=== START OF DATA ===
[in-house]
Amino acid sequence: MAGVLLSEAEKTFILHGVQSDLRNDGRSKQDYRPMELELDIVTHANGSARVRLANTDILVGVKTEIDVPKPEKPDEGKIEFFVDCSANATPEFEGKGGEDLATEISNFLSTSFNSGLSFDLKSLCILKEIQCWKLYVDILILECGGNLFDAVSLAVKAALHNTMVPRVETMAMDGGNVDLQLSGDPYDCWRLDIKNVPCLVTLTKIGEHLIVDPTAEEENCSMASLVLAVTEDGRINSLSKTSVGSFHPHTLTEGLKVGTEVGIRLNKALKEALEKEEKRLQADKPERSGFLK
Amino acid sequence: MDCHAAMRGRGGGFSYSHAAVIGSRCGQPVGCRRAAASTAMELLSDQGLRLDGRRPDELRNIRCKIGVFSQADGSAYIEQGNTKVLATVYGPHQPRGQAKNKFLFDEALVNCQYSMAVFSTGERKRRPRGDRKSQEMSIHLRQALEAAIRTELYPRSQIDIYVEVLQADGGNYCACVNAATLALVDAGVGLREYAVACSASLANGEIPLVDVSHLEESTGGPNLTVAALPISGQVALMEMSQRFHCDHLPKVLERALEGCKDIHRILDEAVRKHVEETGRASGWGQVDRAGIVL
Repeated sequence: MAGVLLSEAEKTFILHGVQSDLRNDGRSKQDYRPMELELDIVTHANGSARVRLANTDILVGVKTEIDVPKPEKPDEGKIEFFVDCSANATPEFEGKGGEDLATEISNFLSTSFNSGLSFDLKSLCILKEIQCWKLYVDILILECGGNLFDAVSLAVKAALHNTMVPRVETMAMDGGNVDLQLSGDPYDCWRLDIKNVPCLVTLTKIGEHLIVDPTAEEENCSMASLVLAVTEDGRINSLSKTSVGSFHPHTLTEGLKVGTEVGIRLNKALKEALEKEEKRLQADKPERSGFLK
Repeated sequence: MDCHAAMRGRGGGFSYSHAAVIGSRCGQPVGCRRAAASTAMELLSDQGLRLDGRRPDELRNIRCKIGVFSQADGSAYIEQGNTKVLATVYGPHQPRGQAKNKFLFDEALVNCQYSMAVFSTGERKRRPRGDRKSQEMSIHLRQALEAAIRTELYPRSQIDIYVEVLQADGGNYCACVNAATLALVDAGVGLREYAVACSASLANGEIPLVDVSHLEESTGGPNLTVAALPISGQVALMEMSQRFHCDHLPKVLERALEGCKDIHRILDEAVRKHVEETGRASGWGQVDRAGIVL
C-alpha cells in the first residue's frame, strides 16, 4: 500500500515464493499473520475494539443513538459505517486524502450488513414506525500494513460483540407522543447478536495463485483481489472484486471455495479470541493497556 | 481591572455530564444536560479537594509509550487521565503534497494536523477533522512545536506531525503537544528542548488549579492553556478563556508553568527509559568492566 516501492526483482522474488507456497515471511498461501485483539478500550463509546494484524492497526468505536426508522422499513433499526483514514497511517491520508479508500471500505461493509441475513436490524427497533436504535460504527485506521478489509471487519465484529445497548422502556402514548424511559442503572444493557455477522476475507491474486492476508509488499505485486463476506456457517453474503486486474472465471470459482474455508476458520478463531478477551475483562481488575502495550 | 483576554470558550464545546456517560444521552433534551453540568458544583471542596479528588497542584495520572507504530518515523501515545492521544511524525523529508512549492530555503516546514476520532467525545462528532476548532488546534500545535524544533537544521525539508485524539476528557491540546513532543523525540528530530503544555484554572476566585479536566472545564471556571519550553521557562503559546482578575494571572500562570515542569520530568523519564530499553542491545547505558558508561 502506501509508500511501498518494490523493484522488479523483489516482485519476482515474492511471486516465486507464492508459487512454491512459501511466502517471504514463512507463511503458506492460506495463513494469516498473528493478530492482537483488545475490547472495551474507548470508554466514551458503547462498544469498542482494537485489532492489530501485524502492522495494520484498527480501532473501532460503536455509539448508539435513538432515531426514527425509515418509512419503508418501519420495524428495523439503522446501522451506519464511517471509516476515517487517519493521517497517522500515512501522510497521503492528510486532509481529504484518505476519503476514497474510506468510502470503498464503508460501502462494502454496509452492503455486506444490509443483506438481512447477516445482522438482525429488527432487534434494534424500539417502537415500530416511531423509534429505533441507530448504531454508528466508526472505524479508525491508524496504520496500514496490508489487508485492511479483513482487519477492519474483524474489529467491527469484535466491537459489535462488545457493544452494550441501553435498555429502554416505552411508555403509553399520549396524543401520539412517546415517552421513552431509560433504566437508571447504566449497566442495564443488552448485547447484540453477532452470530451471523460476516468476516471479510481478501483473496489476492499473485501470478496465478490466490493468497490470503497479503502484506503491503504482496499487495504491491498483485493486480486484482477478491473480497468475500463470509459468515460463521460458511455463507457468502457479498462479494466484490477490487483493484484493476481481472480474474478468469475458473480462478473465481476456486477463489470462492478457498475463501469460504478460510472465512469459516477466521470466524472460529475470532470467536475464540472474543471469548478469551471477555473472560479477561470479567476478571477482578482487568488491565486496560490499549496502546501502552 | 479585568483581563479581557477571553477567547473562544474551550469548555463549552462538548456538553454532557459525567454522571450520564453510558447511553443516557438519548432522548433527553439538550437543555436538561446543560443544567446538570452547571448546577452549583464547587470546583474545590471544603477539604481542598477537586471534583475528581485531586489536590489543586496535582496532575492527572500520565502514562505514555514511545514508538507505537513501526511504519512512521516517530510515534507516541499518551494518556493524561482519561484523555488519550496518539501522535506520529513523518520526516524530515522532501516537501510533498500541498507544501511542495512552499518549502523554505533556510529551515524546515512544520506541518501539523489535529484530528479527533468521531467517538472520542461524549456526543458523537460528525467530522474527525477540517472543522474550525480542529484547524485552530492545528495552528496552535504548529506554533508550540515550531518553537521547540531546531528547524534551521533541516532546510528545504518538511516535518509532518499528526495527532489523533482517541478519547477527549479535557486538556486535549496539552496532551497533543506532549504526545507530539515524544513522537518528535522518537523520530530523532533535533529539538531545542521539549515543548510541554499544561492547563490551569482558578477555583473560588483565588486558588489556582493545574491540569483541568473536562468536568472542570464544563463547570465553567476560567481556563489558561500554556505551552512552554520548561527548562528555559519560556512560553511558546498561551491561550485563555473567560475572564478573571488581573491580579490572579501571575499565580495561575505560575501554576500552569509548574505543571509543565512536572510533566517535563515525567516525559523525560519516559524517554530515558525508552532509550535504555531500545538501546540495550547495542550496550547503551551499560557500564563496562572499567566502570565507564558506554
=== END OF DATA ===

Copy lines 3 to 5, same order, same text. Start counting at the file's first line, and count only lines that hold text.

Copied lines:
Amino acid sequence: MDCHAAMRGRGGGFSYSHAAVIGSRCGQPVGCRRAAASTAMELLSDQGLRLDGRRPDELRNIRCKIGVFSQADGSAYIEQGNTKVLATVYGPHQPRGQAKNKFLFDEALVNCQYSMAVFSTGERKRRPRGDRKSQEMSIHLRQALEAAIRTELYPRSQIDIYVEVLQADGGNYCACVNAATLALVDAGVGLREYAVACSASLANGEIPLVDVSHLEESTGGPNLTVAALPISGQVALMEMSQRFHCDHLPKVLERALEGCKDIHRILDEAVRKHVEETGRASGWGQVDRAGIVL
Repeated sequence: MAGVLLSEAEKTFILHGVQSDLRNDGRSKQDYRPMELELDIVTHANGSARVRLANTDILVGVKTEIDVPKPEKPDEGKIEFFVDCSANATPEFEGKGGEDLATEISNFLSTSFNSGLSFDLKSLCILKEIQCWKLYVDILILECGGNLFDAVSLAVKAALHNTMVPRVETMAMDGGNVDLQLSGDPYDCWRLDIKNVPCLVTLTKIGEHLIVDPTAEEENCSMASLVLAVTEDGRINSLSKTSVGSFHPHTLTEGLKVGTEVGIRLNKALKEALEKEEKRLQADKPERSGFLK
Repeated sequence: MDCHAAMRGRGGGFSYSHAAVIGSRCGQPVGCRRAAASTAMELLSDQGLRLDGRRPDELRNIRCKIGVFSQADGSAYIEQGNTKVLATVYGPHQPRGQAKNKFLFDEALVNCQYSMAVFSTGERKRRPRGDRKSQEMSIHLRQALEAAIRTELYPRSQIDIYVEVLQADGGNYCACVNAATLALVDAGVGLREYAVACSASLANGEIPLVDVSHLEESTGGPNLTVAALPISGQVALMEMSQRFHCDHLPKVLERALEGCKDIHRILDEAVRKHVEETGRASGWGQVDRAGIVL